Bao N. Nguyen, Charlotte E. Willans, Nik Kapur, (Institute of Process Research & Development, University of Leeds); Christopher Jones, (School of Biological and Chemical Sciences, Queen Mary University of London)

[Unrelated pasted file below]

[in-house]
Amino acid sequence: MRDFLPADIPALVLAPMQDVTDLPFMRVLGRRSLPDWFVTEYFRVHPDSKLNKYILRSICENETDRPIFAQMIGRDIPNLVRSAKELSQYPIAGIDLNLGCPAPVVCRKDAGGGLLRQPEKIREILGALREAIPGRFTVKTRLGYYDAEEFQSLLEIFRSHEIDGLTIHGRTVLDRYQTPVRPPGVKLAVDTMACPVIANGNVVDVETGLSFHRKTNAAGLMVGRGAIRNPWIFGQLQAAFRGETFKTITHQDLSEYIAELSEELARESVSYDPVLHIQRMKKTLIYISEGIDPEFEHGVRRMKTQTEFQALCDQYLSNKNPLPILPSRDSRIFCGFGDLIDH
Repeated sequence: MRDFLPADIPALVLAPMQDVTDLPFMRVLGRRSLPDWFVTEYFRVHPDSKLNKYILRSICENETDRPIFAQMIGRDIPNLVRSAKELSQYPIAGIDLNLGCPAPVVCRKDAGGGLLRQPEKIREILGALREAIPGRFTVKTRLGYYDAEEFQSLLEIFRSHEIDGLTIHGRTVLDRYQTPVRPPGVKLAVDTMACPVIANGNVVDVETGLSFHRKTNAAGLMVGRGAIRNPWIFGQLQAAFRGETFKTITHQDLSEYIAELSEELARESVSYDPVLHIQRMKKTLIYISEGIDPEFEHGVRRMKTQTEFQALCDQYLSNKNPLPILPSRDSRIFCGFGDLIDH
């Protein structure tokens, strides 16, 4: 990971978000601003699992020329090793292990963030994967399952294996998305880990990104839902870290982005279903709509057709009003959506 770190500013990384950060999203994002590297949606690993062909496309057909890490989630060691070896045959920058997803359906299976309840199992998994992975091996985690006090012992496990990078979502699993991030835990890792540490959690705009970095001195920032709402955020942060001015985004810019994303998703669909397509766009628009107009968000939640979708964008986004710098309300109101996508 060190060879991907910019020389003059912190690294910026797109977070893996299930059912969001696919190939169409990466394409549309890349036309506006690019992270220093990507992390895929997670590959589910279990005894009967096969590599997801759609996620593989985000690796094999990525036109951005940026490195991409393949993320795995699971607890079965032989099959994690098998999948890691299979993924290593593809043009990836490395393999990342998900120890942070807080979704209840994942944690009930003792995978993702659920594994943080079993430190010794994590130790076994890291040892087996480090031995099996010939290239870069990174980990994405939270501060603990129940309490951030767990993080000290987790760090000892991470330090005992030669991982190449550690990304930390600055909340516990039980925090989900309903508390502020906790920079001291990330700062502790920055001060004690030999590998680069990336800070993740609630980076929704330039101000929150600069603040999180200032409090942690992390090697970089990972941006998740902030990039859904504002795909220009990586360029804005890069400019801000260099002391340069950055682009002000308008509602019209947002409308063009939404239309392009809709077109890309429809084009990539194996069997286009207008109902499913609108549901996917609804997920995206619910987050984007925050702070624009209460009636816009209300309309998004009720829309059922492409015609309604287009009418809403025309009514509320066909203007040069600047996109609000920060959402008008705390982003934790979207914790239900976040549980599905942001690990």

Many important catalytic reactions happen through cycles of changes to the oxidation state of the metal catalyst to drive chemical conversion of starting materials to valuable products. Depending on the oxidation states it cycles through, a metal catalyst can catalyse different types of reactions. Controlling the oxidation state of metal catalyst is therefore pivotal in controlling the outcomes of catalytic reactions. This project explores a novel method to gain such control through application of a judicious electrical potential across the reaction mixture. This was achieved with an innovative electrochemical flow-cell which maximises contact between the catalytic solution and the electrodes. This factor is often limited in traditional electrochemical reactors. Very high level of selective manipulation of the catalyst oxidation state was achieved (>95% conversion) while organic materials (starting materials or product) remains intact, demonstrating the potential of this novel approach to catalysis.